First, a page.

|Hubs||Djibouti-Ambouli International Airport|
|Destinations||8 (in 2006)|
|Headquarters||Djibouti City, Djibouti|
Djibouti Airlines was an airline based in Djibouti City, Djibouti. It operated regional scheduled and ad hoc charter services using wet leased aircraft out of its base at Djibouti-Ambouli International Airport.
Djibouti Airlines was established on 1 February 1996 by former Puntavia director Moussa Rayaleh. Low-fare commuter services commenced on 5 February with first flights to Dire Dawa and Hargeisa using a Let L-410 UVP-E aircraft. The company was owned by Moussa Rayaleh Waberi (Chairman) (97.3%) and other investors (2.7%) and had 46 employees (at March 2007). It had its commercial transport license revoked on 30 July 2009.
|Djibouti Airlines operated scheduled services to the following destinations (at December 2006):|
|Djibouti||Djibouti City||Djibouti-Ambouli International Airport||Hub|
|Ethiopia||Addis Ababa||Bole International Airport|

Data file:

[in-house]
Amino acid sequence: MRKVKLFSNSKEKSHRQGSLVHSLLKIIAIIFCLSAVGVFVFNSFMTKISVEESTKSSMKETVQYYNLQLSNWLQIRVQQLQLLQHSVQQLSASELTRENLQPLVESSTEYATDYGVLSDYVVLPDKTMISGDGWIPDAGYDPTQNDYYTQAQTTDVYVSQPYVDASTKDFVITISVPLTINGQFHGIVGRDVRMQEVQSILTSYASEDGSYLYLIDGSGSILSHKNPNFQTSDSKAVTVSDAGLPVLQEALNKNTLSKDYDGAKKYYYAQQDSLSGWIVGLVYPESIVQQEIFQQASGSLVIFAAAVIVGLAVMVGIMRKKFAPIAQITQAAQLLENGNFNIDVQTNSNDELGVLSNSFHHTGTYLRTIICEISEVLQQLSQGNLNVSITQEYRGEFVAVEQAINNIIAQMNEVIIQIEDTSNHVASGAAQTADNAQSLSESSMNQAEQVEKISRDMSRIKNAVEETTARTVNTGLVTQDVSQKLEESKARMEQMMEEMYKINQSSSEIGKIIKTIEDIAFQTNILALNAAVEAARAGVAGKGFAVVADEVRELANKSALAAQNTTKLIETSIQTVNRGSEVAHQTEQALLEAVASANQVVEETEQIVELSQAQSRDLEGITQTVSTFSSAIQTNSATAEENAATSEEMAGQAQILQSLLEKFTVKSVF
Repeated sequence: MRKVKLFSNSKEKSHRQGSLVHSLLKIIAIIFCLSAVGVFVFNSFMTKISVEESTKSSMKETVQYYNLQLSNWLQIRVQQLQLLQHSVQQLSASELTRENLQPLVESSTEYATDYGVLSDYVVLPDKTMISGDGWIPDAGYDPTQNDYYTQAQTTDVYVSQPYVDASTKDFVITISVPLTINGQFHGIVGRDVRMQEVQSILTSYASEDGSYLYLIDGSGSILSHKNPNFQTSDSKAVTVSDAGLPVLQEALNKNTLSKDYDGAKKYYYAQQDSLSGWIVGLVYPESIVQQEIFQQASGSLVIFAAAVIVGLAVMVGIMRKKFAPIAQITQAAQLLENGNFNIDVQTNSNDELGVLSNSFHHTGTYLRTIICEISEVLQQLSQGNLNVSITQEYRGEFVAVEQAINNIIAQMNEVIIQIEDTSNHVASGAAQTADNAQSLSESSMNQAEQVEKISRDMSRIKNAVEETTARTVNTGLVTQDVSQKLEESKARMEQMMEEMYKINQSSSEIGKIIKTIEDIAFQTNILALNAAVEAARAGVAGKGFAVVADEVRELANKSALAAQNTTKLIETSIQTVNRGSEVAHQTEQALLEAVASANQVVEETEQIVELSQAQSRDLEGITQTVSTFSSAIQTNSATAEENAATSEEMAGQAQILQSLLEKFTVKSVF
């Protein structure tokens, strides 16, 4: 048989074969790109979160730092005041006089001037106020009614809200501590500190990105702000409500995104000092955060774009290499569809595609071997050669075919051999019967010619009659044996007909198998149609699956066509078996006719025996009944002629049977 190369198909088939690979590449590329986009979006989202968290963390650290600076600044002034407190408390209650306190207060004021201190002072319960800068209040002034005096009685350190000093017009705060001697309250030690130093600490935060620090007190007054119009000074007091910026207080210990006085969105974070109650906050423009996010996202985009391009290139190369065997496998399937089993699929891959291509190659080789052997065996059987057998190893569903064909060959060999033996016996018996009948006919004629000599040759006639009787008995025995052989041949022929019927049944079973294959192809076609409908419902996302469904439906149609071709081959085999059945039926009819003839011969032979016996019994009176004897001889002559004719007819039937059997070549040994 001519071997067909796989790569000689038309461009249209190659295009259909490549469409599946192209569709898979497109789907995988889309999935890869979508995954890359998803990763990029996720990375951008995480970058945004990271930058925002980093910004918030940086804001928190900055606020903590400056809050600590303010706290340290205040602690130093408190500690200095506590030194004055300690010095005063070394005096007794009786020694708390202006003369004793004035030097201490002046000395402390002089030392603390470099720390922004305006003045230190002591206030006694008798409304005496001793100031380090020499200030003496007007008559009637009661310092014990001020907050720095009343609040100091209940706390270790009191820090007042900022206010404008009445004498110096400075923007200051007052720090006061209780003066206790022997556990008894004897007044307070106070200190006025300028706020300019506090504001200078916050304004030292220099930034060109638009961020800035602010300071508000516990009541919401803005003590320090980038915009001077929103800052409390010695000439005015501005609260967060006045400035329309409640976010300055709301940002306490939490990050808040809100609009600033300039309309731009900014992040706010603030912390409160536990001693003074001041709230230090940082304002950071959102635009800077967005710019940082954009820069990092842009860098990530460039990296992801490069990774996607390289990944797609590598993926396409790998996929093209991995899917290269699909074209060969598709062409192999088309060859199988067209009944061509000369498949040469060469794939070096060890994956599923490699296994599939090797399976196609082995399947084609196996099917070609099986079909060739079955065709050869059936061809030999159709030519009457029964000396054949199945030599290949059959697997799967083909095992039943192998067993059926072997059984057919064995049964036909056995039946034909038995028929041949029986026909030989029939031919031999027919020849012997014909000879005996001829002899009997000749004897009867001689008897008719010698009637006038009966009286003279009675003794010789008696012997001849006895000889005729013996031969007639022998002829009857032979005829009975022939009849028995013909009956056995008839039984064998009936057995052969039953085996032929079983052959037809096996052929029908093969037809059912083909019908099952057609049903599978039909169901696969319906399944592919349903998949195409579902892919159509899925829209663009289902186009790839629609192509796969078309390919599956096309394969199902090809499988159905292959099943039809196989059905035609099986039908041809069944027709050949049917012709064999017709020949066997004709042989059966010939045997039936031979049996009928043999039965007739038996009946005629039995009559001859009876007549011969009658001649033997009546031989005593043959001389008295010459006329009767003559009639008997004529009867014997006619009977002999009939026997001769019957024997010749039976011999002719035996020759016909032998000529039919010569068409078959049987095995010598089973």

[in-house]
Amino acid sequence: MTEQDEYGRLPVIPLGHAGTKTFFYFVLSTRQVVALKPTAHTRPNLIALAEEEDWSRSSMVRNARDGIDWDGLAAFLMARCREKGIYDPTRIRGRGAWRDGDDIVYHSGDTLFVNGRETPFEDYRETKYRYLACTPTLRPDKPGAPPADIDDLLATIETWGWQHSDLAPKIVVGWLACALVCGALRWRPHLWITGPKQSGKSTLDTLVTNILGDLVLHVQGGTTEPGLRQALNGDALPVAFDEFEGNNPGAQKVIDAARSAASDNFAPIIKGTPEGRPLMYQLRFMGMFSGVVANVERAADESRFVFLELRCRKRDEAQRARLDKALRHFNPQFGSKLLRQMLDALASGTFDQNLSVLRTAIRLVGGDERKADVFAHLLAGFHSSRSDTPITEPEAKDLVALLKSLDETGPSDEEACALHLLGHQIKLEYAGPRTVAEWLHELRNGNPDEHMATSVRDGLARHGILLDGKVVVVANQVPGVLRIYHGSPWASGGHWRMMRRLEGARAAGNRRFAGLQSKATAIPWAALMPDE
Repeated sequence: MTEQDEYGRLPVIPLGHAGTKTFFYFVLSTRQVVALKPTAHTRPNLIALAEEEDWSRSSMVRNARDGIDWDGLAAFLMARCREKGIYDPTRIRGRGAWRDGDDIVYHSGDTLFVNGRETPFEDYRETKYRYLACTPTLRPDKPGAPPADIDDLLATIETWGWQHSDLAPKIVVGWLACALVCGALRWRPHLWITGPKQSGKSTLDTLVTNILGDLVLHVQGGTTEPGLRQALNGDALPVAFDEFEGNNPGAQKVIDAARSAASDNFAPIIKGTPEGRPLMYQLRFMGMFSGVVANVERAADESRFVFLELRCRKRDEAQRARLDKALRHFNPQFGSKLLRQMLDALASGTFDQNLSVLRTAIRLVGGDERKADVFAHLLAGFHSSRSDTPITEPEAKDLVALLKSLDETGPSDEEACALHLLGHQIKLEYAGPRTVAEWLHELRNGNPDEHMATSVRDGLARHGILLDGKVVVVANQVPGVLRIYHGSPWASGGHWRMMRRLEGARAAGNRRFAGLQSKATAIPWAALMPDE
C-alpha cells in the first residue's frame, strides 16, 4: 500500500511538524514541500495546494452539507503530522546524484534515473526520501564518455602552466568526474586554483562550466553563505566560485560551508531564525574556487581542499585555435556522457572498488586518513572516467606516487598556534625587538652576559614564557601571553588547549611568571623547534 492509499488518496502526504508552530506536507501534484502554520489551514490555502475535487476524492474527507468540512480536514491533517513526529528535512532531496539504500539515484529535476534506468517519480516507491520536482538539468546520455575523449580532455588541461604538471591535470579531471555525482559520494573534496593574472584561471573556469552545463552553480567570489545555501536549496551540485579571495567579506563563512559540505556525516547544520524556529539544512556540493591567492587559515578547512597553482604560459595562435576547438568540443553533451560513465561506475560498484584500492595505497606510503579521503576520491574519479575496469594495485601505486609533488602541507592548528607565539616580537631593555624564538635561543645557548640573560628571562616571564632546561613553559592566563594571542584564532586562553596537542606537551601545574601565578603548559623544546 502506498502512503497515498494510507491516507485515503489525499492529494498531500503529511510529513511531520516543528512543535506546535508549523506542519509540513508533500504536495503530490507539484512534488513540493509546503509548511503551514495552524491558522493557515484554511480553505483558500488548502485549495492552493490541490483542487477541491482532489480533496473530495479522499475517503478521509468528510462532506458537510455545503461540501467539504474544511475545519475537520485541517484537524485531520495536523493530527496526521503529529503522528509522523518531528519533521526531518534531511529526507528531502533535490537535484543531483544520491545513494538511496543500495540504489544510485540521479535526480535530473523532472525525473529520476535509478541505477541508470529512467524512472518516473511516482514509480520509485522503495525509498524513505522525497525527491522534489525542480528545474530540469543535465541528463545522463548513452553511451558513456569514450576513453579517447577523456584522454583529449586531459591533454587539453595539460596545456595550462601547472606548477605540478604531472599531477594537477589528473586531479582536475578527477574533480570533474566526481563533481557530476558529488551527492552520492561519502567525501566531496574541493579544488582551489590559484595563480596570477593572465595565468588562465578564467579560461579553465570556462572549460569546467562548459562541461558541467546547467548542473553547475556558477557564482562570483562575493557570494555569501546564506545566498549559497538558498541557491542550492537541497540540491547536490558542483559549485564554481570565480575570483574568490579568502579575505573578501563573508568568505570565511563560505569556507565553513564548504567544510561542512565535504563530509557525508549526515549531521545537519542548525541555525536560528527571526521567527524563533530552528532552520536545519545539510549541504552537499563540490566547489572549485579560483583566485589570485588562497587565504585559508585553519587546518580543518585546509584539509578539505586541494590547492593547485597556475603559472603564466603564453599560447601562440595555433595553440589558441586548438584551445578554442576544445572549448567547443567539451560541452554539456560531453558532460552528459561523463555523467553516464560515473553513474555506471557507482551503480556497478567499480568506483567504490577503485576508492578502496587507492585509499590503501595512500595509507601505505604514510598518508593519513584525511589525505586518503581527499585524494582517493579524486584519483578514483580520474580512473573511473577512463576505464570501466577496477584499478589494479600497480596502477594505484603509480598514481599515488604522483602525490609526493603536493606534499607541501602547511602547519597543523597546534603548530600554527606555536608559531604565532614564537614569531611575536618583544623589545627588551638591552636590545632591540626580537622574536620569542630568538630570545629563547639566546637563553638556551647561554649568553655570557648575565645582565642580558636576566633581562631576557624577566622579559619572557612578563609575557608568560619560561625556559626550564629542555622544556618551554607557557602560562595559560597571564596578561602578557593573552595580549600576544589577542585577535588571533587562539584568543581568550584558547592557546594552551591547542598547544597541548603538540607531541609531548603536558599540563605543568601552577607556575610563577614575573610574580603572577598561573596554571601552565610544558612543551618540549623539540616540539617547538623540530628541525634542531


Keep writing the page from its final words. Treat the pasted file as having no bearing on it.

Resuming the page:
|Dire Dawa||Aba Tenna Dejazmach Yilma International Airport|
|Somalia||Boosaaso||Bender Qassim International Airport|
|Hargeisa||Hargeisa International Airport|
|United Arab Emirates||Dubai||Dubai International Airport|
|Sharjah||Sharjah International Airport|
|Yemen||Aden||Aden International Airport|
The Djibouti Airlines fleet included the following aircraft types (as of June 2009):
Accidents and incidents
- On 17 March 2002 at 18:02 local time, a Djibouti Airlines Let L-410 Turbolet (registered J2-KBC) transport aircraft crashed into the Gulf of Aden shortly off the runway threshold of Djibouti-Ambouli International Airport, where it had attempted to land following a flight from Aden Adde International Airport. All four persons on board were killed.
- On 27 July 2007 at around 13:00 local time, a Djibouti Airlines Antonov An-26 cargo aircraft crash-landed on a field near Shinile, Ethiopia, resulting in the death of one out of the nine persons on board. The aircraft had just left Aba Tenna Dejazmach Yilma International Airport for a flight to Djibouti-Ambouli International Airport when one engine failed.